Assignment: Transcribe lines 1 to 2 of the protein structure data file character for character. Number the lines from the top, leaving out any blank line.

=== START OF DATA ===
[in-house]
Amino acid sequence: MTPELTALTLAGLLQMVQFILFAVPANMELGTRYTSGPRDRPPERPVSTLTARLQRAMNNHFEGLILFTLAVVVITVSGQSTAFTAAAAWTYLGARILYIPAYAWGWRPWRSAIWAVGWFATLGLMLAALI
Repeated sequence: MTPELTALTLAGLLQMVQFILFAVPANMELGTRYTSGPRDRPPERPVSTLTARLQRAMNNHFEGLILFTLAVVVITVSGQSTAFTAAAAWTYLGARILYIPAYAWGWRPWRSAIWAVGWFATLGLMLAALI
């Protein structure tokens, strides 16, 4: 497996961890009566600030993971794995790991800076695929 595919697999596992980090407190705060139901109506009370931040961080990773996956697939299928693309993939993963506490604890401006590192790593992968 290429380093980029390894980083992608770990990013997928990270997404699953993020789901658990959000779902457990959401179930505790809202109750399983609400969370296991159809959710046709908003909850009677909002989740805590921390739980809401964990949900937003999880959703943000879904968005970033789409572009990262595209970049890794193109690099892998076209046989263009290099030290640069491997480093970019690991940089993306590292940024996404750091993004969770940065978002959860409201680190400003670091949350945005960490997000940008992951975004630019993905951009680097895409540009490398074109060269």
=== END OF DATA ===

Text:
[in-house]
Amino acid sequence: MTPELTALTLAGLLQMVQFILFAVPANMELGTRYTSGPRDRPPERPVSTLTARLQRAMNNHFEGLILFTLAVVVITVSGQSTAFTAAAAWTYLGARILYIPAYAWGWRPWRSAIWAVGWFATLGLMLAALI